Bondarchuk offers a coda that suggests the influence of the post-battle scenes of Alexander Nevsky (1938) as, far from offering a sense of triumph, he has Wellington ride across the battlefield surveying the entirely inglorious results. Thousands of bodies, including Tomlinson, lie sprawled on the ground, picked over by thieves in the dying murk of the day, the limits of glory well and truly defined. Wellington’s later comment that the saddest thing other than a battle lost is a battle won is heard in voiceover, before the Duke rides off towards his future, one which will bring him to no more battlefields. Meanwhile the bloodied, mad-looking Ney watches as a gutted and dazed Napoleon flails in the rain, allowing the Marshal a flourish of poetic force as his thoughts are heard, making reckoning of his commander’s fate: “They’ll chain you, like Prometheus, to a rock, where the memory of your own greatness will gnaw you.” Napoleon climbs into his carriage and rides off into the gathering murk and rain, a final note surprisingly anticipatory of the very end of Apocalypse Now (1979), a film which can be seen as the end-of-the-1970s-zeitgeist bookend to Waterloo’s vision of warfare and titanic ego devolving into the mud. Waterloo is an imperfect film certainly, but it has flashes of real greatness, and demands more regard.

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1950s, Drama, Historical, War

War and Peace (1956)

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Director: King Vidor

By Roderick Heath

King Vidor’s second-last film is one of the most frustrating movies ever made. A colossal attempt to make a workable epic film out of Leo Tolstoy’s venerable doorstop, War and Peace was one of the first true instances of a large-scale international coproduction. After MGM’s Quo Vadis? (1951) and 20th Century Fox’s The Robe (1953) had successfully made use of Cinecitta Studios as a production base for sagas that would humiliate audience-thieving television, War and Peace went a step further. Paramount joined forces with adventurous Italian magnates Carlo Ponti and Dino de Laurentiis to make the most expensive and expansive widescreen production up until that point, matching fresh European stars like Anita Ekberg, May Britt, and Vittorio Gassman with established Hollywood icon Henry Fonda and newlywed stars Audrey Hepburn and Mel Ferrer.

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The problems in making a film out of War and Peace were more intrinsic and defiant than those of mere production, however. Although offering a cornucopia of all the materials an epic work of cinema could handle—duels, love affairs, bad marriage, scoundrels, tyrants, and armies clashing upon big muddy fields—Tolstoy had attempted first and foremost to erect a work of historical philosophy and the capacity of the human soul to act both sacred and profane. Vidor himself stated that Pierre Bezukhov was the final, perfect model of his career obsession with probing, ethical, conflicted heroes. Vidor, however, had to face down a common artistic problem of meshing the big-scale frou frou with the intimate and thoughtful, and a new, if soon to be equally familiar, problem of the coproduction—meshing disparate acting styles and technical approaches split along national, cultural, and industrial lines. Such was a process well-portrayed in Vincent Minnelli’s Two Weeks in Another Town (1962), illustrating the difficulties in making such movies without resulting in a tone-deaf shambles. Unfortunately, War and Peace is often just such a shambles.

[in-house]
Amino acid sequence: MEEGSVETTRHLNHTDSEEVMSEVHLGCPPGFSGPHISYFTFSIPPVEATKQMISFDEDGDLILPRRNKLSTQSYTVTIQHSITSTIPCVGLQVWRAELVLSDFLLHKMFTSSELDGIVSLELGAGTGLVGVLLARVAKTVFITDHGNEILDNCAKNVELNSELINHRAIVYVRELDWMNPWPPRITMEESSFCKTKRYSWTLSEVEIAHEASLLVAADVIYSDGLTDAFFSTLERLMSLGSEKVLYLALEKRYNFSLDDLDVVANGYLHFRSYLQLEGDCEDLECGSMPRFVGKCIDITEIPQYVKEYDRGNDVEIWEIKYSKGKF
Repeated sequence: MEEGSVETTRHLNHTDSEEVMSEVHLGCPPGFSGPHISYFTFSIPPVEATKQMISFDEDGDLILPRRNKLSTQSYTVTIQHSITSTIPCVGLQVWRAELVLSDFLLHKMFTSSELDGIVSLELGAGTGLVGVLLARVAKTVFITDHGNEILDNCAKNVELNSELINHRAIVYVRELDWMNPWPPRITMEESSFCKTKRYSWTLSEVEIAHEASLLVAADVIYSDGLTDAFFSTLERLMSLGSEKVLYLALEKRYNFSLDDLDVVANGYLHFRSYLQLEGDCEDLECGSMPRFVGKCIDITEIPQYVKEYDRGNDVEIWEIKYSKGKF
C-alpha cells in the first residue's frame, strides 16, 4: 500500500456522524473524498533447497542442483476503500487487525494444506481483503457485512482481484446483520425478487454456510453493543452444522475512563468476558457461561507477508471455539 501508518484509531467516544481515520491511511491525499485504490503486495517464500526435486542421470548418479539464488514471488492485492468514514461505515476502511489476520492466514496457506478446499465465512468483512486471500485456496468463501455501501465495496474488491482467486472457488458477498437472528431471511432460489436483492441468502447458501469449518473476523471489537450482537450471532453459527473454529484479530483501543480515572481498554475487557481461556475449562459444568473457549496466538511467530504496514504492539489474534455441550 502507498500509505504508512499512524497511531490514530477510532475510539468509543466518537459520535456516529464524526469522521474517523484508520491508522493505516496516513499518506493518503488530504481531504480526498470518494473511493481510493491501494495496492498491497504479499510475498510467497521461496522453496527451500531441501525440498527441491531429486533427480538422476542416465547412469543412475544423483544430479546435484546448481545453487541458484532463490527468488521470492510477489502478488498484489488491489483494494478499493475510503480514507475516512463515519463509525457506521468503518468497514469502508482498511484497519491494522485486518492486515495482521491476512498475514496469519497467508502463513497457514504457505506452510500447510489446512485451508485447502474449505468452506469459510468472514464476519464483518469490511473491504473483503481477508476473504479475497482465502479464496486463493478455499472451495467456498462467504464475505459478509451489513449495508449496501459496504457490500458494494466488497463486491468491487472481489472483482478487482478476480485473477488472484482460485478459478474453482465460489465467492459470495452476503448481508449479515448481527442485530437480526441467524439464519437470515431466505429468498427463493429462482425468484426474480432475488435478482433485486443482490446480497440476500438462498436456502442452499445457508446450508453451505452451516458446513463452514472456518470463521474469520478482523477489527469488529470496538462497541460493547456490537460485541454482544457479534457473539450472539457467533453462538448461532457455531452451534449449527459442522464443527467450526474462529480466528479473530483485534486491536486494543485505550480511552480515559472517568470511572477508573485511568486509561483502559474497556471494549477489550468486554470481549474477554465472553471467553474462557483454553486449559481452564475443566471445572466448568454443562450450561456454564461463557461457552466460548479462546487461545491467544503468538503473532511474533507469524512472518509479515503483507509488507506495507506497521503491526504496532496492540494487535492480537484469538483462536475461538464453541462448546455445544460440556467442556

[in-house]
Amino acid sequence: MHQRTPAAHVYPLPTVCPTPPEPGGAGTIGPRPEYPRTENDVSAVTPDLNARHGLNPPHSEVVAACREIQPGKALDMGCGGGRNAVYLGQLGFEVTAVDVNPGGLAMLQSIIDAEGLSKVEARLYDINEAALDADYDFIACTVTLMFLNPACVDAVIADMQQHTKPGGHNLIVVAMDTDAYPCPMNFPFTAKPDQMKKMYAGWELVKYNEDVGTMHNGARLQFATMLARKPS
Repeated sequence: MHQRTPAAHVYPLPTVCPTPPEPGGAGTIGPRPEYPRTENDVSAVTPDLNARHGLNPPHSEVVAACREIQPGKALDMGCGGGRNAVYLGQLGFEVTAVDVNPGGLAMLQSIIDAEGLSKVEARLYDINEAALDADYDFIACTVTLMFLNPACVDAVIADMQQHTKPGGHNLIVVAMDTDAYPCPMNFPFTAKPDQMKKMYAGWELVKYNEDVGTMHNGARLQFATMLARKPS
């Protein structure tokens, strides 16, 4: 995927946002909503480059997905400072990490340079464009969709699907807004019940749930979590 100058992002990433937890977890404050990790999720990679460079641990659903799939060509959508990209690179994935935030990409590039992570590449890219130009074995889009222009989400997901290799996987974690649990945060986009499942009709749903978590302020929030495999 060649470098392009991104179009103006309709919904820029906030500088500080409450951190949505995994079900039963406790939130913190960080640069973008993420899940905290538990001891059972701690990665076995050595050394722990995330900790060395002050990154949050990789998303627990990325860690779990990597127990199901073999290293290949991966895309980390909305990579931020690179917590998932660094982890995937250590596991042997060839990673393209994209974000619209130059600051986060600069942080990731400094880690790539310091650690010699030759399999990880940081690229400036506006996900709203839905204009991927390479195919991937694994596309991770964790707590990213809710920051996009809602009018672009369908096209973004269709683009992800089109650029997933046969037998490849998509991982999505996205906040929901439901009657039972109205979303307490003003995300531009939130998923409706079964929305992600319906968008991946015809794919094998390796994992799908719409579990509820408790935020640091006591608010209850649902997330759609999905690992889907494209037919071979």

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The sheer scale of the novel’s narrative and gallery of characters was always going to be hard to compress into a workable shape, but Vidor’s efforts sometimes evoke the majestic physical and emotional sweep of Tolstoy’s book. The main story elements are present, portraying the amiably eccentric family of middle-rank aristocrat Count Rostov (Barry Jones), in particular his animated adolescent daughter Natasha (Hepburn), and her relationships with the philosophical but dissolute, illegitimate heir Pierre Bezukhov (Fonda) and moody, passé prisoner of honour Prince Andrei Bolkonsky (Ferrer). Sibling aristocrats Helene and Anatole Kuragin (Ekberg and Gassman) are the embodiments of sensual rapacity and cunning, and both with varying degrees of success ensnare and ruin Pierre and Natasha, with their helpmate in mischief, the brutish cavalier Dolokhov (Helmut Dantine). These individual dramas are dwarfed by, and yet somehow define the age, as Napoleon Bonaparte (Herbert Lom) seals his conquest of Europe at Austerlitz and then invades Russia, facing off against the eccentric Marshal Kutuzov (Oscar Homolka) and reaching the limits of his ambition in the burning wreckage of Moscow.